Typically, corporate bonds stand on their own merits and are not insured. Municipal bonds, however, are often insured. Insurance kicks up a bond's rating to AAA, no matter what the underlying financials of the issuing entity are. This is because if the issuer defaults, the insurance company providing the coverage will pay off the bond.
Municipalities often pay for the extra insurance to make a bond issue more appealing to investors. While the financial situation of a publicly traded corporation must be disclosed, municipalities can be harder to analyze for investors. Bond insurance alleviates some of this concern because it provides an extra layer of safety.
Do Bond Ratings Change?
A bond rating is not a static assessment that sticks with a bond over the course of its life. Some bonds are issued with maturities of 10 years, 20 years or even 30 years or more. Over such long periods of time, the financial conditions of the underlying entities are likely to change, for better or worse.
After issuing an initial rating, agencies continually monitor the financials of bond issuers. If a bond issuer encounters financial difficulty and is less likely to be able to make bond payments, a downgrade may be issued. Similarly, if a company makes financial progress and become more financially sound, it may find that its bonds receive an upgrade.
Bond Upgrades and Downgrades
Upgrades and downgrades are important for both the bond issuer and for investors. Bond issuers can end up paying less interest after a rating upgrade, while bond investors can see some price appreciation after an upgrade.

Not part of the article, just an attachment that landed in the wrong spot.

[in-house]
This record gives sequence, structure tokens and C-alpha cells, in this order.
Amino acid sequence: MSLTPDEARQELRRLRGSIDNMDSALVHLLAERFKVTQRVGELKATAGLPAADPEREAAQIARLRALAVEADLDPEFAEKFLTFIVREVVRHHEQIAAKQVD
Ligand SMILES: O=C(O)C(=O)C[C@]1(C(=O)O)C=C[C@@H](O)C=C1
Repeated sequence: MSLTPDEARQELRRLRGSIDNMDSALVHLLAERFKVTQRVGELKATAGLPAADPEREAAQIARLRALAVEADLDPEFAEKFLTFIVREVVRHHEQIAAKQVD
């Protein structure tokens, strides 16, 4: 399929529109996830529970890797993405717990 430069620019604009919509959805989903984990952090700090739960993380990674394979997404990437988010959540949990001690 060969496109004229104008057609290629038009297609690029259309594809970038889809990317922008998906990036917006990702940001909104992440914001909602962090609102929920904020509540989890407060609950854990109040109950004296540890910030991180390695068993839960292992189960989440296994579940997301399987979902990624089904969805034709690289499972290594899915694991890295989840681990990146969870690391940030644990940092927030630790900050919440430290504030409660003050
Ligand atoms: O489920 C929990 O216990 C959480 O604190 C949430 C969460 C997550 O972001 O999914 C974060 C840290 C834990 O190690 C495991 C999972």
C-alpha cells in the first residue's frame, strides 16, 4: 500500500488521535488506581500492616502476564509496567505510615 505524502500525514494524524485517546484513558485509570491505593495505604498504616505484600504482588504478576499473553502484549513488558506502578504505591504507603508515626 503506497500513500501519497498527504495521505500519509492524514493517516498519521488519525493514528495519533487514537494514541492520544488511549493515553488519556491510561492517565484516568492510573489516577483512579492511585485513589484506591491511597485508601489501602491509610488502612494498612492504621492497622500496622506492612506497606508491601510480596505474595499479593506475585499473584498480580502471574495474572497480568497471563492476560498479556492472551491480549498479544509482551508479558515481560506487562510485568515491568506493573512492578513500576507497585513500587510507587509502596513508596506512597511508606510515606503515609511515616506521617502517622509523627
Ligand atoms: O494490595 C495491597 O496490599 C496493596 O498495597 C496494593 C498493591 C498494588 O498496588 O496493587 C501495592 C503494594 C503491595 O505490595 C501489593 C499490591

For bond issuers, a rating upgrade means they can issue future debt under the upgraded rating. Higher-rated bonds typically pay lower rates of interest, so a company or government entity can benefit in the form of lower interest costs. These new bonds can be used to either finance future growth at a lower interest rate or to pay off older bonds that were issued at higher interest rates.
For example, let's say a company rated BBB issues a bond that pays 6 percent interest. All other things being equal, if the company sees an upgrade to A, they may be able to issue a bond paying just 5 percent interest. On a $10 million bond issue, one single percentage point of interest amounts to an additional $100,000 in interest per year, so refinancing that debt at a lower rate could be a good financial move.
From the perspective of an investor, a rating upgrade is a good thing because it can often translate into price appreciation, as higher-rated bonds are more in demand. Imagine two bonds rated CCC that are both paying the same 6 percent interest rate. If one of those bonds was upgraded to BBB, investors would gravitate toward it because it is safer in the eyes of the rating agencies; in other words, it's more likely that you'll get your interest and principal payments from the higher-rated bond, making it more valuable.